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# Number

*Disambiguation: see grammatical number.*

A **number** is a mathematical object used for counting, measuring and labelling.^{[1]}

## Meaning[edit | edit source]

Numbers in English come in two main types:

- cardinal numbers;
*one, two, three, four, five*, etc - ordinal numbers:
*first, second third, fourth, fifth*, etc

Numeral adverbs marginally form a third type.

1 billion used to be 1,000,000,000,000, but the Americans changed it to be merely 1,000,000,000. But they haven’t told the Europeans, where 1,000,000,000 is a milliard (or similar). See large number.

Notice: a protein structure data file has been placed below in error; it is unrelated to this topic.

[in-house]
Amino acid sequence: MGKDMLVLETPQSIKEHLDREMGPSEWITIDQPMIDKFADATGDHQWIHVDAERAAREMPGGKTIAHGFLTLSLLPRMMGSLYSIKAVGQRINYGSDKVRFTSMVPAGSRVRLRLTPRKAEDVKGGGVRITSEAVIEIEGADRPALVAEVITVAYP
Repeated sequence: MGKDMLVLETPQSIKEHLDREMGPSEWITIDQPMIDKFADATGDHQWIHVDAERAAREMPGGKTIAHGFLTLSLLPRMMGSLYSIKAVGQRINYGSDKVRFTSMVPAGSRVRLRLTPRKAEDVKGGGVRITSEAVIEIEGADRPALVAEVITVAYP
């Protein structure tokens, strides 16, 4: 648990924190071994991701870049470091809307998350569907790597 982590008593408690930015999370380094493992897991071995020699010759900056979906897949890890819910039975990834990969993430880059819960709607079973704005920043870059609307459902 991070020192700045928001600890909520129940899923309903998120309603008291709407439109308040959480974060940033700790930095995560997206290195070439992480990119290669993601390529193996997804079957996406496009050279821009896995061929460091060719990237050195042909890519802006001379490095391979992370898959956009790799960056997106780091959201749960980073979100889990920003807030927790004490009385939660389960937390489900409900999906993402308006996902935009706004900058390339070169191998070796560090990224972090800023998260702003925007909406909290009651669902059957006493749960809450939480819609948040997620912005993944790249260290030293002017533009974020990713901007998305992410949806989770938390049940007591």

Others:

- 12 is a dozen
- 20 is a score.

- We say 99.94 is "ninety-nine point nine four"

## Form[edit | edit source]

Note, Americans tend to say "one hundred thirty-two" rather than "one hundred and thirty-two"

Europeans often use different number separators so that "1,234.5" or "1 234.5" is written as "1.234,5"^{[2]}

The word *number* is a homograph, as it’s also the spelling for the comparative form of *numb*, which is pronounced /ˈnʌmə/.^{[3]}

## Pedagogy[edit | edit source]

Students often need to practise thinking of numbers in English, as they will naturally default back to L1 thinking when reading numbers.